Welcome to Creole & Cajun Cuisine

Creole & Cajun Cuisine is your one-stop shop for all of your favorite Creole and Cajun food items that you may not be able to find at your local grocery store. This site is meant to serve not only those who love and miss Cajun food, but also those who have been wanting to try it out.

From gumbo to crawfish, boudin to beignets, we have just about everything you need.

What’s the Difference Between Creole and Cajun Cuisine?

People often use the terms “Cajun food” and “Creole food” interchangeably when describing food from Louisiana, but they are not the same. Though the two styles share some influences and ingredients and even share some of the same dishes (including jambalaya, gumbo, and crawfish étouffée), they are distinct.

One way to describe the difference between Creole and Cajun food is by region. Creole food was considered city food, specifically from New Orleans, while Cajun food was from the rural or country areas of Southwest Louisiana. Nowadays you’ll find both all over Louisiana.

Creole cuisine came first. The term “Creole” describes the population of people in French colonial Louisiana which consisted of the descendants of the French and Spanish upper class, and over the years the term grew to include native-born slaves of African descent as well as those of mixed racial ancestry. Like the people, Creole food is a blend of the various cultures of New Orleans including French, Spanish, African, Caribbean, and Native American, among others. Creole cuisine is thought of as a little higher brow or aristocratic compared to Cajun.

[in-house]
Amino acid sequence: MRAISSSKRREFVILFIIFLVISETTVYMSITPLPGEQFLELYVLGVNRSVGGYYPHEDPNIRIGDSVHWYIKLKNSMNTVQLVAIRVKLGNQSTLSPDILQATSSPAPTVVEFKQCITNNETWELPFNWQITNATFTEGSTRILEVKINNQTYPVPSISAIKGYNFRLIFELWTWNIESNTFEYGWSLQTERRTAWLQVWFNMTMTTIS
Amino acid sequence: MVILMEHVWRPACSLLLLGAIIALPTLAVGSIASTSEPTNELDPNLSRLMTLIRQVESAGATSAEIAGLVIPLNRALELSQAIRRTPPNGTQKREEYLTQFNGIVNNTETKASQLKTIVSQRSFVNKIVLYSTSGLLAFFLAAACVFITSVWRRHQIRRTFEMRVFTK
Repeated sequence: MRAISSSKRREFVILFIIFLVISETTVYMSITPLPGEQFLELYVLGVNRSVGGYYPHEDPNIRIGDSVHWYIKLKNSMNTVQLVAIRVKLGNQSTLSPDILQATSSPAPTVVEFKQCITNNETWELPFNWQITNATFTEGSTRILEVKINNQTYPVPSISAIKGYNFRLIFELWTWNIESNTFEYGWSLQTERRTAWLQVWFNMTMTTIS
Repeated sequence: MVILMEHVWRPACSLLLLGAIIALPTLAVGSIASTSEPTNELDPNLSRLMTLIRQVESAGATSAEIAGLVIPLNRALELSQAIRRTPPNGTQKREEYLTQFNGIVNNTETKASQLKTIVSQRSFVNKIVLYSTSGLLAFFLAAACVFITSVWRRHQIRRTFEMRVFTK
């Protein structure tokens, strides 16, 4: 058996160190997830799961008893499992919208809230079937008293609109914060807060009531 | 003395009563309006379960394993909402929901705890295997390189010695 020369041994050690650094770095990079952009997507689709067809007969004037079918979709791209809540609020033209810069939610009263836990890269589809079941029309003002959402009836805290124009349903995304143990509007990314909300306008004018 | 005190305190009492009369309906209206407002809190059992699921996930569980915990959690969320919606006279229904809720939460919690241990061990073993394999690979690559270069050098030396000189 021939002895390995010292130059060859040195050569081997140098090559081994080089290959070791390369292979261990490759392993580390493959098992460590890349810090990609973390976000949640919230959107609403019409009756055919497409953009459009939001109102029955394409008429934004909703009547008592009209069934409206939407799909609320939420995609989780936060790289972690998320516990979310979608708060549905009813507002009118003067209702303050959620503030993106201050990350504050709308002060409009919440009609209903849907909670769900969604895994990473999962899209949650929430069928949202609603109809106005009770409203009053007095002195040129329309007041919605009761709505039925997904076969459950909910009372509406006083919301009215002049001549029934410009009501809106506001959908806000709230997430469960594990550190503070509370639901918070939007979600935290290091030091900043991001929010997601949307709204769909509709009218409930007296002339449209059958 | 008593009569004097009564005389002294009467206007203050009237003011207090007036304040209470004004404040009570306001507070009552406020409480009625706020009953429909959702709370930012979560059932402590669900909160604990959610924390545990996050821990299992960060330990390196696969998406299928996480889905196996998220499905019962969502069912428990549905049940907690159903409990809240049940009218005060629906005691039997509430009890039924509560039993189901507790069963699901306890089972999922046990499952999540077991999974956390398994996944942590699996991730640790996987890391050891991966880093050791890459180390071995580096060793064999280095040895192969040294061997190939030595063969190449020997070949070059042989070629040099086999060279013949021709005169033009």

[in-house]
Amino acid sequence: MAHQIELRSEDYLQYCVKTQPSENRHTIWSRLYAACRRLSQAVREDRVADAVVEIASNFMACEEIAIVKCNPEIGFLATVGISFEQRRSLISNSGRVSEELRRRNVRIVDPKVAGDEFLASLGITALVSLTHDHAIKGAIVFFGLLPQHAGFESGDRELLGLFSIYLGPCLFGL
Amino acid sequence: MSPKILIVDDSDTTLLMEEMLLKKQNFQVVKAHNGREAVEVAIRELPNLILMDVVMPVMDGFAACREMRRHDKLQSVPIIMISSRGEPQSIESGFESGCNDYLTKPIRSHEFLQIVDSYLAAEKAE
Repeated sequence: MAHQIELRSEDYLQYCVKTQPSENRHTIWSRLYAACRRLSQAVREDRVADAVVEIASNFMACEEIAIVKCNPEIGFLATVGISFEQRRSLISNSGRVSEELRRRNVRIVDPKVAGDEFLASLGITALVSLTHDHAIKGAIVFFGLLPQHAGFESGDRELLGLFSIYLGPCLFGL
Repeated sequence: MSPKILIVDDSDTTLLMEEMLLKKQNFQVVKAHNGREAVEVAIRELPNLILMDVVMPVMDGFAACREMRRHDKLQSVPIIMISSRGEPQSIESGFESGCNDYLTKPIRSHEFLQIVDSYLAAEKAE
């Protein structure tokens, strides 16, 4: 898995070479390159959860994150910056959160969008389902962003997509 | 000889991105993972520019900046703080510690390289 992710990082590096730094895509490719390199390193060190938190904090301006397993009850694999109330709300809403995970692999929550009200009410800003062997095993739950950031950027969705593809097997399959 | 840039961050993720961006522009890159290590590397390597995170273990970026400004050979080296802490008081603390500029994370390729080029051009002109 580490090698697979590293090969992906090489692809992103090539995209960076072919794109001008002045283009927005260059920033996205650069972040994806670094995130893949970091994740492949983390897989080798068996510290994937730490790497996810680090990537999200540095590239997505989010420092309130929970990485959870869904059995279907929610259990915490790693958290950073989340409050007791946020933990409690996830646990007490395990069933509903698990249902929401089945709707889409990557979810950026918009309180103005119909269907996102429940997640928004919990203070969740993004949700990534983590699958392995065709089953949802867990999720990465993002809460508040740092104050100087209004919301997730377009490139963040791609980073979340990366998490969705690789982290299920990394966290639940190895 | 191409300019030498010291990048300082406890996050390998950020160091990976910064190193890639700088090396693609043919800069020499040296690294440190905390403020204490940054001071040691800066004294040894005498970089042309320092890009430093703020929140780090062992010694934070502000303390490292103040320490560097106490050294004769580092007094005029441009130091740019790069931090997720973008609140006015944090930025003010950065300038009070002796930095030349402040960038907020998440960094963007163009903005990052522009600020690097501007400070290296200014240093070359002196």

Cajun cuisine came to Louisiana during the second half of the 18th century, after the British forced French settlers out of the Acadia region of Canada. The word “Cajun” originates from the term “les Acadians.” This group didn’t have access to many ingredients available to the Creole people of New Orleans, so they had to use whatever they were able to farm or hunt on their own.

As a result, Creole cuisine often uses tomatoes (which they were able to obtain through trade with Italy), while Cajun food typically did not. Another difference is that Creole dishes tend to use butter and cream (resulting in rich sauces and bisques), while Cajun cuisine more often uses vegetable oil or lard.

Overall, Creole and Cajun cuisines are indeed similar, but not exactly the same (though both delicious).